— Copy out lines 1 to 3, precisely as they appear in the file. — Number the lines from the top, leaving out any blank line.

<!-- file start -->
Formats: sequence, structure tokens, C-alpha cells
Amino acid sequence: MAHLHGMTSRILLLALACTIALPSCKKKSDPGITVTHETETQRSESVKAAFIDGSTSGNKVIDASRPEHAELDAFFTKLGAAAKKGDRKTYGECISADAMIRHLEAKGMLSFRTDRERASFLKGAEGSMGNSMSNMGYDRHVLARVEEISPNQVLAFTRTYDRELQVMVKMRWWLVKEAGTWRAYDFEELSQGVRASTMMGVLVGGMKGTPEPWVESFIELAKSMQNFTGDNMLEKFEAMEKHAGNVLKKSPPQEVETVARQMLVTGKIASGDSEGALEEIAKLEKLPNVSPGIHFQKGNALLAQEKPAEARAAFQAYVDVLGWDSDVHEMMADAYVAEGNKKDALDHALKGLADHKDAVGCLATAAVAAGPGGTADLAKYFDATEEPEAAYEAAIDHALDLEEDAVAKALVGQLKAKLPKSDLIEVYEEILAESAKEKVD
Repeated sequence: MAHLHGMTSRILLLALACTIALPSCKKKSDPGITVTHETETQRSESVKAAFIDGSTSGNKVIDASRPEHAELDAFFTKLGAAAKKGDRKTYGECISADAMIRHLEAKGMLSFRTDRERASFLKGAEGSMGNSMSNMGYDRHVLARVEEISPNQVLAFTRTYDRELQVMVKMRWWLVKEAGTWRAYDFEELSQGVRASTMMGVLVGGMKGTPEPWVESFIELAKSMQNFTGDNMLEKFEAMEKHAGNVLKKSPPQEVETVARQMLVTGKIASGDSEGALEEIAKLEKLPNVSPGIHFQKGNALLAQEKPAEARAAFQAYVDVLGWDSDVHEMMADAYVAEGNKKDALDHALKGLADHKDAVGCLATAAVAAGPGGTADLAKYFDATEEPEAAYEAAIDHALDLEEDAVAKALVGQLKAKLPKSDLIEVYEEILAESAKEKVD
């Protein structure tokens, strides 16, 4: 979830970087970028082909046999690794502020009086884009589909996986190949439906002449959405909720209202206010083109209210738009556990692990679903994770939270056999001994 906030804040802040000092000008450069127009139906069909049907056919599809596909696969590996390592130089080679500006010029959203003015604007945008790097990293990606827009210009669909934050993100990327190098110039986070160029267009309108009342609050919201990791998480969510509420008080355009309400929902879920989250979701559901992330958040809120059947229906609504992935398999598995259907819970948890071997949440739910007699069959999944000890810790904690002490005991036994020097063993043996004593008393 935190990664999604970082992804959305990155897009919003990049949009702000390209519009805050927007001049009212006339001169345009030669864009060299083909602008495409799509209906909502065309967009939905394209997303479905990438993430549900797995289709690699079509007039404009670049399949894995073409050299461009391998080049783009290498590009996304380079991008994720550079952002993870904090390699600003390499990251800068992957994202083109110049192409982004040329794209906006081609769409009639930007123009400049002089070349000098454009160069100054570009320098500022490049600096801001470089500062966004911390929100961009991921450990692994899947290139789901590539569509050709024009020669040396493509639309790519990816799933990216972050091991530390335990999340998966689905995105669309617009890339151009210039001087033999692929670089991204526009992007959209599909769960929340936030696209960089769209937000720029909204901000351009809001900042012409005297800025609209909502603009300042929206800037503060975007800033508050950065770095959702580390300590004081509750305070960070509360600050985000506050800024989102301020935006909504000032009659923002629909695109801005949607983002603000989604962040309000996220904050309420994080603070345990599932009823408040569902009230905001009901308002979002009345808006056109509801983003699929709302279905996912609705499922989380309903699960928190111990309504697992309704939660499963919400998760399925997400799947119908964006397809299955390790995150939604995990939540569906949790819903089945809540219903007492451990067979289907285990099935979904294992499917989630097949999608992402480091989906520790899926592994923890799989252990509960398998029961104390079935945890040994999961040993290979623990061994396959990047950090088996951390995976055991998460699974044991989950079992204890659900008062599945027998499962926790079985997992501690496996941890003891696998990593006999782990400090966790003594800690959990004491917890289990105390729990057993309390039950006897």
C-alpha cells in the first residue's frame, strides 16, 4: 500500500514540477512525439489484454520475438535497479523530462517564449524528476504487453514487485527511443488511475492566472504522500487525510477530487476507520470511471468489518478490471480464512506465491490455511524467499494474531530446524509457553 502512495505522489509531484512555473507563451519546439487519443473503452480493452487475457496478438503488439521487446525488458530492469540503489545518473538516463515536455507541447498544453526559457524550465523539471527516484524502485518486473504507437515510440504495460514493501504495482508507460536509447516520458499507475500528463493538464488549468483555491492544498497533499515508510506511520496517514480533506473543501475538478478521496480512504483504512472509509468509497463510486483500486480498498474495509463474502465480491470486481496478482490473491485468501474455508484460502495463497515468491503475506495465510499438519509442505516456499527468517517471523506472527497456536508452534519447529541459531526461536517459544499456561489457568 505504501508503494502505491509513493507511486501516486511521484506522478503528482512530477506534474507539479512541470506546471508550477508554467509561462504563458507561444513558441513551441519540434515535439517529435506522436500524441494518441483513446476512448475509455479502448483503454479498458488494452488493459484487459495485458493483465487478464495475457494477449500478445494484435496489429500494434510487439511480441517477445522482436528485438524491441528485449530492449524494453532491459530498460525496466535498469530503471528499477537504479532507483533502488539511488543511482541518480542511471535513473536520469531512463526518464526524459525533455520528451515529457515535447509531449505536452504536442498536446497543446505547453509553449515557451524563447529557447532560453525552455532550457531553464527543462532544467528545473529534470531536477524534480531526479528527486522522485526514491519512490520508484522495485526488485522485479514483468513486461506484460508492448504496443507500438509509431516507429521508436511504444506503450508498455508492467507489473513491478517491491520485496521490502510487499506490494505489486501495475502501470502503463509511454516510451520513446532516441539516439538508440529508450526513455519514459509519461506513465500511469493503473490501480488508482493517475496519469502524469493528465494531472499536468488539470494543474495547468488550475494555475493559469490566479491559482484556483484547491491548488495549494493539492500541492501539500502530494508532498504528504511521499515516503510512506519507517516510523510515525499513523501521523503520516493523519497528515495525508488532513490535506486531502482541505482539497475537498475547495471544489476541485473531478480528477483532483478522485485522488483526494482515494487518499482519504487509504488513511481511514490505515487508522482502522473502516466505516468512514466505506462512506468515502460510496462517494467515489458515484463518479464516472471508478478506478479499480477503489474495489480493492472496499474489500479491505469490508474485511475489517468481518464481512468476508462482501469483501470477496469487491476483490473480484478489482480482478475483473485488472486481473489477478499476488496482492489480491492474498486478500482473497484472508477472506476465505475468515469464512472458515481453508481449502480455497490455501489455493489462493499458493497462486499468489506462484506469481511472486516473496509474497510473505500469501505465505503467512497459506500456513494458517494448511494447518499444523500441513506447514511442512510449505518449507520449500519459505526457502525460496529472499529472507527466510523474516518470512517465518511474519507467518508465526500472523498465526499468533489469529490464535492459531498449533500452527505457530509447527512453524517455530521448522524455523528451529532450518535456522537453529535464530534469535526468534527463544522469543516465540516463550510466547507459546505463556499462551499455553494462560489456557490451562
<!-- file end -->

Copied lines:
Formats: sequence, structure tokens, C-alpha cells
Amino acid sequence: MAHLHGMTSRILLLALACTIALPSCKKKSDPGITVTHETETQRSESVKAAFIDGSTSGNKVIDASRPEHAELDAFFTKLGAAAKKGDRKTYGECISADAMIRHLEAKGMLSFRTDRERASFLKGAEGSMGNSMSNMGYDRHVLARVEEISPNQVLAFTRTYDRELQVMVKMRWWLVKEAGTWRAYDFEELSQGVRASTMMGVLVGGMKGTPEPWVESFIELAKSMQNFTGDNMLEKFEAMEKHAGNVLKKSPPQEVETVARQMLVTGKIASGDSEGALEEIAKLEKLPNVSPGIHFQKGNALLAQEKPAEARAAFQAYVDVLGWDSDVHEMMADAYVAEGNKKDALDHALKGLADHKDAVGCLATAAVAAGPGGTADLAKYFDATEEPEAAYEAAIDHALDLEEDAVAKALVGQLKAKLPKSDLIEVYEEILAESAKEKVD
Repeated sequence: MAHLHGMTSRILLLALACTIALPSCKKKSDPGITVTHETETQRSESVKAAFIDGSTSGNKVIDASRPEHAELDAFFTKLGAAAKKGDRKTYGECISADAMIRHLEAKGMLSFRTDRERASFLKGAEGSMGNSMSNMGYDRHVLARVEEISPNQVLAFTRTYDRELQVMVKMRWWLVKEAGTWRAYDFEELSQGVRASTMMGVLVGGMKGTPEPWVESFIELAKSMQNFTGDNMLEKFEAMEKHAGNVLKKSPPQEVETVARQMLVTGKIASGDSEGALEEIAKLEKLPNVSPGIHFQKGNALLAQEKPAEARAAFQAYVDVLGWDSDVHEMMADAYVAEGNKKDALDHALKGLADHKDAVGCLATAAVAAGPGGTADLAKYFDATEEPEAAYEAAIDHALDLEEDAVAKALVGQLKAKLPKSDLIEVYEEILAESAKEKVD